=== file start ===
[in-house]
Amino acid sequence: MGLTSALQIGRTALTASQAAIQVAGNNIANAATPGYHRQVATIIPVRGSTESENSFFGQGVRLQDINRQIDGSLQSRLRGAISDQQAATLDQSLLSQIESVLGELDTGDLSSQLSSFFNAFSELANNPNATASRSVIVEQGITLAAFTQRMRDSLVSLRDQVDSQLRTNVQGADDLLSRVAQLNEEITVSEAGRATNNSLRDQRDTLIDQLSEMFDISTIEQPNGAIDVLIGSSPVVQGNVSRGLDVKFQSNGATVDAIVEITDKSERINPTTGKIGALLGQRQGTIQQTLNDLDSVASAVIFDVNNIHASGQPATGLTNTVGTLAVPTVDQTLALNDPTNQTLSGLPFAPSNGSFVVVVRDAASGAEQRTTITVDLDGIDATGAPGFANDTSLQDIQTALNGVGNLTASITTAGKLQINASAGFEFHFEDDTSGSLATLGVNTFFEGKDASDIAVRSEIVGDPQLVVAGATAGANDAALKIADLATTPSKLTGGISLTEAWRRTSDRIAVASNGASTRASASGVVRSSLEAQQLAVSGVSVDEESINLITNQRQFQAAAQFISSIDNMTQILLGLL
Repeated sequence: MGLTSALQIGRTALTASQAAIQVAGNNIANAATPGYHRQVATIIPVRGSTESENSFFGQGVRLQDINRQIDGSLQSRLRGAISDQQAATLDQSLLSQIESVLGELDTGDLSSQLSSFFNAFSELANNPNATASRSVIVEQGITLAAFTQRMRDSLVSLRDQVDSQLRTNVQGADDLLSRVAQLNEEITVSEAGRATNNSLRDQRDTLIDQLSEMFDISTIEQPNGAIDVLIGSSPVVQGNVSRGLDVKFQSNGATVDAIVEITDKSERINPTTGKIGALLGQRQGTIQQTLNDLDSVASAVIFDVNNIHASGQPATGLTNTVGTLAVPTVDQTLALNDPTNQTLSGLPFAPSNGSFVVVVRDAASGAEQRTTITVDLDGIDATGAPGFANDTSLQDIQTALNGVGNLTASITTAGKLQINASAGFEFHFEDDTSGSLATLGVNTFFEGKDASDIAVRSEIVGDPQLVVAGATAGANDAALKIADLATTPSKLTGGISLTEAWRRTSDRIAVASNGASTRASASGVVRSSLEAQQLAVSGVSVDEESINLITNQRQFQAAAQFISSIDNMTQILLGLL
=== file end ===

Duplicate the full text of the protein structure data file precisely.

[in-house]
Amino acid sequence: MGLTSALQIGRTALTASQAAIQVAGNNIANAATPGYHRQVATIIPVRGSTESENSFFGQGVRLQDINRQIDGSLQSRLRGAISDQQAATLDQSLLSQIESVLGELDTGDLSSQLSSFFNAFSELANNPNATASRSVIVEQGITLAAFTQRMRDSLVSLRDQVDSQLRTNVQGADDLLSRVAQLNEEITVSEAGRATNNSLRDQRDTLIDQLSEMFDISTIEQPNGAIDVLIGSSPVVQGNVSRGLDVKFQSNGATVDAIVEITDKSERINPTTGKIGALLGQRQGTIQQTLNDLDSVASAVIFDVNNIHASGQPATGLTNTVGTLAVPTVDQTLALNDPTNQTLSGLPFAPSNGSFVVVVRDAASGAEQRTTITVDLDGIDATGAPGFANDTSLQDIQTALNGVGNLTASITTAGKLQINASAGFEFHFEDDTSGSLATLGVNTFFEGKDASDIAVRSEIVGDPQLVVAGATAGANDAALKIADLATTPSKLTGGISLTEAWRRTSDRIAVASNGASTRASASGVVRSSLEAQQLAVSGVSVDEESINLITNQRQFQAAAQFISSIDNMTQILLGLL
Repeated sequence: MGLTSALQIGRTALTASQAAIQVAGNNIANAATPGYHRQVATIIPVRGSTESENSFFGQGVRLQDINRQIDGSLQSRLRGAISDQQAATLDQSLLSQIESVLGELDTGDLSSQLSSFFNAFSELANNPNATASRSVIVEQGITLAAFTQRMRDSLVSLRDQVDSQLRTNVQGADDLLSRVAQLNEEITVSEAGRATNNSLRDQRDTLIDQLSEMFDISTIEQPNGAIDVLIGSSPVVQGNVSRGLDVKFQSNGATVDAIVEITDKSERINPTTGKIGALLGQRQGTIQQTLNDLDSVASAVIFDVNNIHASGQPATGLTNTVGTLAVPTVDQTLALNDPTNQTLSGLPFAPSNGSFVVVVRDAASGAEQRTTITVDLDGIDATGAPGFANDTSLQDIQTALNGVGNLTASITTAGKLQINASAGFEFHFEDDTSGSLATLGVNTFFEGKDASDIAVRSEIVGDPQLVVAGATAGANDAALKIADLATTPSKLTGGISLTEAWRRTSDRIAVASNGASTRASASGVVRSSLEAQQLAVSGVSVDEESINLITNQRQFQAAAQFISSIDNMTQILLGLL